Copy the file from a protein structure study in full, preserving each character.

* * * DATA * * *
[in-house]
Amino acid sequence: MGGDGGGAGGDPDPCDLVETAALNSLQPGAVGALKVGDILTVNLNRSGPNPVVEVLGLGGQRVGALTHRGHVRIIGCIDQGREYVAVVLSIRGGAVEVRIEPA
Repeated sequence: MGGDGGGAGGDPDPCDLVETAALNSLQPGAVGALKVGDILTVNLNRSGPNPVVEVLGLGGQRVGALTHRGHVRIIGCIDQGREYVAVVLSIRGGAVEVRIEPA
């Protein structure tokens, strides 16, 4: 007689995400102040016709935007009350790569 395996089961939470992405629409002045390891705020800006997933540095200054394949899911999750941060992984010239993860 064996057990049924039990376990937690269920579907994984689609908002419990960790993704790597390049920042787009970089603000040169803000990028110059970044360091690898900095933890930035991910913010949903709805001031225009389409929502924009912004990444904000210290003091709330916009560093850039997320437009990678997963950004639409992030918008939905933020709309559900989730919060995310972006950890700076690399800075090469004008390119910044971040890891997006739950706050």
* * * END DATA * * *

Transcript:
[in-house]
Amino acid sequence: MGGDGGGAGGDPDPCDLVETAALNSLQPGAVGALKVGDILTVNLNRSGPNPVVEVLGLGGQRVGALTHRGHVRIIGCIDQGREYVAVVLSIRGGAVEVRIEPA
Repeated sequence: MGGDGGGAGGDPDPCDLVETAALNSLQPGAVGALKVGDILTVNLNRSGPNPVVEVLGLGGQRVGALTHRGHVRIIGCIDQGREYVAVVLSIRGGAVEVRIEPA
């Protein structure tokens, strides 16, 4: 007689995400102040016709935007009350790569 395996089961939470992405629409002045390891705020800006997933540095200054394949899911999750941060992984010239993860 064996057990049924039990376990937690269920579907994984689609908002419990960790993704790597390049920042787009970089603000040169803000990028110059970044360091690898900095933890930035991910913010949903709805001031225009389409929502924009912004990444904000210290003091709330916009560093850039997320437009990678997963950004639409992030918008939905933020709309559900989730919060995310972006950890700076690399800075090469004008390119910044971040890891997006739950706050």